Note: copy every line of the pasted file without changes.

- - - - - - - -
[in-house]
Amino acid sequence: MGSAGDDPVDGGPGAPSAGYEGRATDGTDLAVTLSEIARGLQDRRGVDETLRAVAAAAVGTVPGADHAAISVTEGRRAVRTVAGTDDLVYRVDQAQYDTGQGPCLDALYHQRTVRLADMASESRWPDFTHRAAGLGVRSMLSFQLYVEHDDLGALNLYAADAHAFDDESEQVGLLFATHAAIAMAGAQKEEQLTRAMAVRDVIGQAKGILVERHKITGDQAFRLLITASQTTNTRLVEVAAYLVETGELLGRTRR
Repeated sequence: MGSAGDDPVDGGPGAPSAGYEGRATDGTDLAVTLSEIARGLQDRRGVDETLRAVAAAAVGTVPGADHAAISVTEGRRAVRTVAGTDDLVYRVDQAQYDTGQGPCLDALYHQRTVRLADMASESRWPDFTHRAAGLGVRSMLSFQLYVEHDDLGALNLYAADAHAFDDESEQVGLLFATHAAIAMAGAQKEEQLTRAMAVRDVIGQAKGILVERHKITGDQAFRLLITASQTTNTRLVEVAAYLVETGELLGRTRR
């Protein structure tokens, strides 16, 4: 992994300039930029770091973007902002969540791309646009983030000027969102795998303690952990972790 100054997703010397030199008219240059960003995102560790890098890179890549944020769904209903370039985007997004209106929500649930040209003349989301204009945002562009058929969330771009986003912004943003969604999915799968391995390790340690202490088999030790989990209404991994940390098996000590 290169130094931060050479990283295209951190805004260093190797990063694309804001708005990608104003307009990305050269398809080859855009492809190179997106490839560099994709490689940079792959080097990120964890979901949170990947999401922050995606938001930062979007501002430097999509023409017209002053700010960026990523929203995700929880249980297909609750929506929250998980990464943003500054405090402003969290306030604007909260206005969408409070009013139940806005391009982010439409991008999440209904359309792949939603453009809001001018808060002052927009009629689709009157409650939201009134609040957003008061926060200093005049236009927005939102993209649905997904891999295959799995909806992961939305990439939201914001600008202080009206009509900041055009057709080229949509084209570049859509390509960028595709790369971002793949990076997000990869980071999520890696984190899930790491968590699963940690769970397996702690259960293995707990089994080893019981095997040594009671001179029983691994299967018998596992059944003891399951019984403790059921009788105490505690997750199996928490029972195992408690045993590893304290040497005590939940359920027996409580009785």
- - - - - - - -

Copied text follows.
[in-house]
Amino acid sequence: MGSAGDDPVDGGPGAPSAGYEGRATDGTDLAVTLSEIARGLQDRRGVDETLRAVAAAAVGTVPGADHAAISVTEGRRAVRTVAGTDDLVYRVDQAQYDTGQGPCLDALYHQRTVRLADMASESRWPDFTHRAAGLGVRSMLSFQLYVEHDDLGALNLYAADAHAFDDESEQVGLLFATHAAIAMAGAQKEEQLTRAMAVRDVIGQAKGILVERHKITGDQAFRLLITASQTTNTRLVEVAAYLVETGELLGRTRR
Repeated sequence: MGSAGDDPVDGGPGAPSAGYEGRATDGTDLAVTLSEIARGLQDRRGVDETLRAVAAAAVGTVPGADHAAISVTEGRRAVRTVAGTDDLVYRVDQAQYDTGQGPCLDALYHQRTVRLADMASESRWPDFTHRAAGLGVRSMLSFQLYVEHDDLGALNLYAADAHAFDDESEQVGLLFATHAAIAMAGAQKEEQLTRAMAVRDVIGQAKGILVERHKITGDQAFRLLITASQTTNTRLVEVAAYLVETGELLGRTRR
């Protein structure tokens, strides 16, 4: 992994300039930029770091973007902002969540791309646009983030000027969102795998303690952990972790 100054997703010397030199008219240059960003995102560790890098890179890549944020769904209903370039985007997004209106929500649930040209003349989301204009945002562009058929969330771009986003912004943003969604999915799968391995390790340690202490088999030790989990209404991994940390098996000590 290169130094931060050479990283295209951190805004260093190797990063694309804001708005990608104003307009990305050269398809080859855009492809190179997106490839560099994709490689940079792959080097990120964890979901949170990947999401922050995606938001930062979007501002430097999509023409017209002053700010960026990523929203995700929880249980297909609750929506929250998980990464943003500054405090402003969290306030604007909260206005969408409070009013139940806005391009982010439409991008999440209904359309792949939603453009809001001018808060002052927009009629689709009157409650939201009134609040957003008061926060200093005049236009927005939102993209649905997904891999295959799995909806992961939305990439939201914001600008202080009206009509900041055009057709080229949509084209570049859509390509960028595709790369971002793949990076997000990869980071999520890696984190899930790491968590699963940690769970397996702690259960293995707990089994080893019981095997040594009671001179029983691994299967018998596992059944003891399951019984403790059921009788105490505690997750199996928490029972195992408690045993590893304290040497005590939940359920027996409580009785």